Federico Garcia Lorca's
Lament for Ignacio Sanchez Mejias

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Sanchez Mejias was a famous bullfighter, writer and passionate lover of literature. He and Lorca were destined to become friends, and did so through a mutual friend, Encarncion Lopez Julvez, who was a famous dancer and singer and was also known as 'La Argentinita'. Sanchez Mejias was her manager, and it was to her that Lorca dedicated the poem. On August 11th, 1934 at the age of 43, Sanchez Mejias re- entered the bullring at the request of another bull fighter who was injured. At this time Lorca was in the town of Santander. This seems to come across in the narrative style of the Lament, that Lorca has shown up sometime after the tragic event to see Mejias lying dead. Lorca used the lyrical devices learnt in his earlier poems and combined them with the narrative style of the historical ballad. Overall, the poem uses the rhythm of a 'gypsy lament' which carries the emotional impact of the tragedy.

Here is the poem

bull run chaos

The codiga and the death

The overall feel of this part of the Lament is one of definiteness and ominousness. The continuing refrain of, 'at five in the afternoon' lends this part of the poem a dark strength and an almost monotonous rhythm in the body of the section. However the line's rhythm contrasts against the rolling iambics and soft sounds of the alternate lines such as

                     The wind carried away the cottonwool        9
And the oxide scattered crystal and nickel         11

The last three lines of the section bring a passionate, celebratory woe to the poem through the phrase, 'five in the afternoon', that, in my opinion, only a Spaniard (like Lorca) or possibly a Frenchman like Rimbaud could truly carry off.
The death spoken of in the title of this section is not the physical death of Ignacio, but the death of the spirit and attitude that a man can cheat death, can look it in the eyes and deftly sidestep its terrible oncoming charge. If the bull represents power and life's ravaging affect on the mind and physique, then the bullfighter is he who has power over that power and defies the inevitable end effect of life; death.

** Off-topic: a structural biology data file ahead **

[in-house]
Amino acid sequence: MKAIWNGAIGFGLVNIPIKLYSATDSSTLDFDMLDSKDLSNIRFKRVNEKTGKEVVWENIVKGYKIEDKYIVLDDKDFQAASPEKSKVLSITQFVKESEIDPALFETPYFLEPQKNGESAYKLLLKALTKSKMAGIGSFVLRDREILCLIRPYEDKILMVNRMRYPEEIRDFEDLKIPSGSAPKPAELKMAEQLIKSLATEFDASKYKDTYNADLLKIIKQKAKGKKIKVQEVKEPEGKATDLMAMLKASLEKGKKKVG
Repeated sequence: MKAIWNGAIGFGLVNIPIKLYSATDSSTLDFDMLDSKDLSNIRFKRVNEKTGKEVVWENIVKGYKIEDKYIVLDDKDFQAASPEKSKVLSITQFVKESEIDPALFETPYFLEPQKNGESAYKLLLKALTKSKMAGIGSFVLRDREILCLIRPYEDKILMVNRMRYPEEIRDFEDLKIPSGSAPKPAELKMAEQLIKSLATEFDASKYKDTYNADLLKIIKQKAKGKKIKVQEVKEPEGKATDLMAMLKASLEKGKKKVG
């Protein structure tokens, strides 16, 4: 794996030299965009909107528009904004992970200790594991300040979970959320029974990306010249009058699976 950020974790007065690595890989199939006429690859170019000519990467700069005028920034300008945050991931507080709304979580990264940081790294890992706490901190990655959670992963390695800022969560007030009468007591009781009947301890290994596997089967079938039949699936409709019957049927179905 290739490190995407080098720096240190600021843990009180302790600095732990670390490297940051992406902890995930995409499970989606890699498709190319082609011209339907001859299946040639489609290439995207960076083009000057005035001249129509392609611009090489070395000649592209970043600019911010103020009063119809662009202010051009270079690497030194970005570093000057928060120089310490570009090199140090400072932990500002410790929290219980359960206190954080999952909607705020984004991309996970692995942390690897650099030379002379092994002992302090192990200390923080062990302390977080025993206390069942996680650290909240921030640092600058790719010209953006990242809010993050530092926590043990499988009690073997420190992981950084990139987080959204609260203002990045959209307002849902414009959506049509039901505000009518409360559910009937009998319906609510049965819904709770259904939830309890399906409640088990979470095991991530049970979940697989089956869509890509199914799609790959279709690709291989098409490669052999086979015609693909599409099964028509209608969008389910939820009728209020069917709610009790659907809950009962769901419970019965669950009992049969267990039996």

Challenging the bull was a task as old as the legendary figure Herakles. Jung saw the defeat against the bull as a human wish to sublimate animal passions but this isn't a notion that really fits with the perceived demeanour of Ignacio. However, Lorca did - as he once explained to a friend, 'Bullfighting has nothing to do with sport, but is a 'religious mystery', the public and solemn enactment of the victory of human virtue over the lower instincts, the superiority of spirit over matter, of intelligence over instinct, of the smiling hero over the frothing monster'.
The number five itself has many symbolic associations - love, health, meditation, sensuality, analysis, criticism, strength, integration, organic growth and the heart but it is my interpretation that Lorca wasn't being specific to any of these traits with the recurring line. Five o'clock in the afternoon in Spain would still be very much bathed in sunlight and considered part of the working day, compared to a latitude like Melbourne's. And yet 'five in the afternoon' signals the eventual coming of darkness, night and death. Although Ignacio was alive when they carried him out of the ring, his wounds were fatal and it was only a matter of time until his passing. The lines

When the sweat of snow was coming 25
death laid eggs in the wound 29
In the distance the gangrene now is coming 41

indicate this slow growing death in him. Another translation of line 25 reads-
When snow-cold sweat began to form
This gives a clearer insight into the meaning of the line and its relation to Ignacio's spreading sickness.
The whole second stanza gives the feel of the life of Ignacio having dissipated; the scattering, the groups on the outskirts, the wind carrying away cottonwool, and iodine, the colour of blood spread over the bullring. Incidentally, it was gangrene in the wounds that Ignacio died from.
Peace, love, hope and courage/pride - respectively embodied by the dove and the leopard - 'strive', under duress of the wounds. I originally saw this as the dove and the leopard struggling together, combining their traits in Ignacio's favour against the spectre of death. However it could also be interpreted as the dove of peace and innocence (Ignacio) struggling against the leopard's pitiless force and ferocity (the bull, and the wounds it inflicted).
little bull little bull

It was not long into the corrida when Sanchez Mejias sustained a severe goring to the right thigh. The bullfighter relies on his agility, once he lost this he was in trouble, thus the lines

And a thigh with a desolate horn 15
A lily-trumpet through green groins 43

The bull's horn could be viewed as the crux of its virility or power. And, as such, with the bull's horn represented as the lily trumpet, the imagery of this last line quoted is very powerful. The bull's horn striking through Ignacio's own, still potent (or green) virility. In fact, the horn left a wound the shape of a lily.
It is also thought that Lorca may have been alluding to Adonis, who died after being wounded in the groin by the tusks of a boar.

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